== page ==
Modelling of blood pressure control systems in the body


Violetta McLoone, John Ringwood


Hypertension (high blood pressure) is a common health risk in modern society, with 20% of the population affected on average, and with this percentage rising considerably with age. Hypertension can result in many cases in the development of cardiovascular diseases, such as stroke and coronary heart disease, as well as renal (kidney) conditions.

Despite the enormous research efforts, the causes of hypertension in about 95% of the affected population are still widely undetermined. The control of blood pressure is a complex mixture of neural, hormonal and local autoregulatory interactions in the heart, kidney and blood vessels. Modelling of such systems can enhance the understanding of the interactions of their various components and especially the ones leading to disease.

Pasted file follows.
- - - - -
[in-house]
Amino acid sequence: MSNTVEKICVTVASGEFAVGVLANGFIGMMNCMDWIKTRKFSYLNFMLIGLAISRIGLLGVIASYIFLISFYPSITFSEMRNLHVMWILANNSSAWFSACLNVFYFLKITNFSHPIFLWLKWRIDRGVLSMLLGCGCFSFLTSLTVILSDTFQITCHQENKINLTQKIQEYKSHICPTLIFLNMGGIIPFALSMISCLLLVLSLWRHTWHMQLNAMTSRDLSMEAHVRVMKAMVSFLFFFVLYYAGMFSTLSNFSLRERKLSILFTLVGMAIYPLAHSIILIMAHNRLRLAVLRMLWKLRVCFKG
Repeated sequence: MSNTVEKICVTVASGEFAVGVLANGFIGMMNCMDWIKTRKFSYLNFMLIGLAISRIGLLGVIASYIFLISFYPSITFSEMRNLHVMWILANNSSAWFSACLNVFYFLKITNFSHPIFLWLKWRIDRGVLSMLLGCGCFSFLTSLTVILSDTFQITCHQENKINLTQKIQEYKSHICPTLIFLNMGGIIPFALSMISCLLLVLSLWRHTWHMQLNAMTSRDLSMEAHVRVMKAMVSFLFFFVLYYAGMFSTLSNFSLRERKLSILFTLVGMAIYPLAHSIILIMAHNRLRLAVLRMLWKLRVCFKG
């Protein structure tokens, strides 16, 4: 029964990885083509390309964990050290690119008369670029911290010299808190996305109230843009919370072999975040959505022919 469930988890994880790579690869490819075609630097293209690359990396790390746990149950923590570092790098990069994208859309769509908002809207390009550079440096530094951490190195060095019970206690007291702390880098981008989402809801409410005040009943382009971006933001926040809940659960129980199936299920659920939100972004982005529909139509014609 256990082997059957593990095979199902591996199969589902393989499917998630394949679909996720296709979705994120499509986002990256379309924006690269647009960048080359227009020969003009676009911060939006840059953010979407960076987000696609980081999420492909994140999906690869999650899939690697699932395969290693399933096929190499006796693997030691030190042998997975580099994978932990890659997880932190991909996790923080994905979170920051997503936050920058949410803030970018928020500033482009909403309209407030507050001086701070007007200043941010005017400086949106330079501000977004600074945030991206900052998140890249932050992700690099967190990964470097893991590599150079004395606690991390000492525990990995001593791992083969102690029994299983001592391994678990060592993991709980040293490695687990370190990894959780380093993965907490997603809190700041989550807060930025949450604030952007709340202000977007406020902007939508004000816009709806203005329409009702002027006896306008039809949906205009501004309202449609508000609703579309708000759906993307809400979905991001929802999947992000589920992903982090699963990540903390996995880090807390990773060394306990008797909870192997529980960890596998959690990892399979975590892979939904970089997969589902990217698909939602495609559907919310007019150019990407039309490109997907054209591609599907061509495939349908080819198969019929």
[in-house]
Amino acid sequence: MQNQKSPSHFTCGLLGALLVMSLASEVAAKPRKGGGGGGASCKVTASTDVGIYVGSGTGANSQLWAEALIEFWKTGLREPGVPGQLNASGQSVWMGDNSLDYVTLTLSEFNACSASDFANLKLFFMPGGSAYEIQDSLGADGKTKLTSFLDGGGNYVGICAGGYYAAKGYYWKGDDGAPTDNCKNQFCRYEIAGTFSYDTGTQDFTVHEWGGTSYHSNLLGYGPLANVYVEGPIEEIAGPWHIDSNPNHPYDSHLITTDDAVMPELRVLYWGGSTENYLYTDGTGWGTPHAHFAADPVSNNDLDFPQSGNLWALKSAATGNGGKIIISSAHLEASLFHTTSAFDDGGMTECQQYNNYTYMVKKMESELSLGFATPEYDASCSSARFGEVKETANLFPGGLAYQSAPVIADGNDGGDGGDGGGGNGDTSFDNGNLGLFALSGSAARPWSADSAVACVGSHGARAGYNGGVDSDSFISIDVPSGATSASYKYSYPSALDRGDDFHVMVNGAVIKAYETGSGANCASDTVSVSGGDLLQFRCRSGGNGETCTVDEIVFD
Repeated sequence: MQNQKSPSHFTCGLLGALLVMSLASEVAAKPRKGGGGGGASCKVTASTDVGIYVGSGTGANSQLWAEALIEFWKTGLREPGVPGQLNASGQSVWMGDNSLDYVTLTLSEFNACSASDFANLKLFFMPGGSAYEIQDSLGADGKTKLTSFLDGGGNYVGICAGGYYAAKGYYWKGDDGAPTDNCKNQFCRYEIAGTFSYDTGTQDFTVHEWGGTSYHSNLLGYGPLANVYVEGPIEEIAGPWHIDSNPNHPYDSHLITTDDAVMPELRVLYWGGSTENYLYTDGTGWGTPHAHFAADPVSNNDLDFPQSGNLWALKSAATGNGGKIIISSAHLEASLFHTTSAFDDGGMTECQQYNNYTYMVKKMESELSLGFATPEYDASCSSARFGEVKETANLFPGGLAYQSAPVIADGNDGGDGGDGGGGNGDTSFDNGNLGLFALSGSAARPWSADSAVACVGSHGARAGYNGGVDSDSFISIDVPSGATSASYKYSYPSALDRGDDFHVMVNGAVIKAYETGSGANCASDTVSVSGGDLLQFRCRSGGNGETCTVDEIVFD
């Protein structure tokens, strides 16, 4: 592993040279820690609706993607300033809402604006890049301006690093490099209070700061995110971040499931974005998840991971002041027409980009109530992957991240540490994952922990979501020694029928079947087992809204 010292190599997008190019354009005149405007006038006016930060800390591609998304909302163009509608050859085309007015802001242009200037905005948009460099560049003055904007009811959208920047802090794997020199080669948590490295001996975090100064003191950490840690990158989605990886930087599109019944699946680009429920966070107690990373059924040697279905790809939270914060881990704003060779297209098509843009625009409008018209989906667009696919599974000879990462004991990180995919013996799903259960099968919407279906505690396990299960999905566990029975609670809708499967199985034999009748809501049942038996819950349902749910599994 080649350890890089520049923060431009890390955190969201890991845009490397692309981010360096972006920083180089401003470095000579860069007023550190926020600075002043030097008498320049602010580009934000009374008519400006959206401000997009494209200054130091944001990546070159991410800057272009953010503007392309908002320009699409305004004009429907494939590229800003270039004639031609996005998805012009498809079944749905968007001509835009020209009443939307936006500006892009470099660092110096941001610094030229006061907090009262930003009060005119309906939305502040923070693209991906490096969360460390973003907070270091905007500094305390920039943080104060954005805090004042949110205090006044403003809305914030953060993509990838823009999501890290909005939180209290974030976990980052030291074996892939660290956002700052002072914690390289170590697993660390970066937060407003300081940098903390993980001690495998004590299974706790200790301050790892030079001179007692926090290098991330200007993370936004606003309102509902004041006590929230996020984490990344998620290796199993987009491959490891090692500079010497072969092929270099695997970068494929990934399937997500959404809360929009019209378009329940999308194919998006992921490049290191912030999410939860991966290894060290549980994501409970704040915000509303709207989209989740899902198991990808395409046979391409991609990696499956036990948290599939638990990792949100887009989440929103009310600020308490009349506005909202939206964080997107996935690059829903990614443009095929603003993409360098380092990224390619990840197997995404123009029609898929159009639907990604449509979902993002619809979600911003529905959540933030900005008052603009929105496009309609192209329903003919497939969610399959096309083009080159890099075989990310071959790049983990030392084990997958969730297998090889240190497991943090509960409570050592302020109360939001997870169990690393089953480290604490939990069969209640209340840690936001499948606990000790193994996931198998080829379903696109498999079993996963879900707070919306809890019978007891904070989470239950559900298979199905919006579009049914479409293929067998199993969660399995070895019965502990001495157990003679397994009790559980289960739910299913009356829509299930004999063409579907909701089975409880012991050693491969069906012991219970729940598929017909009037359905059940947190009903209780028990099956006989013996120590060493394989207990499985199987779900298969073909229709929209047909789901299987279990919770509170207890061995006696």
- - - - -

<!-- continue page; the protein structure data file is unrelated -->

We currently model the blood pressure response to high salt intake, which is a major issue in the developed world, with people consuming tens of times the require levels of salt. Our models have shown that the blood pressure response to salt occurs at various time scales, possibly due to differing genes and environmental factors, with some parts of the response leading to sustained hypertension. It is hoped that future physiological experiments can link particular genes with each time scale in order to assess the likelihood of individuals developing hypertension due to high salt intake and thus to allow preventative measures to be taken in time.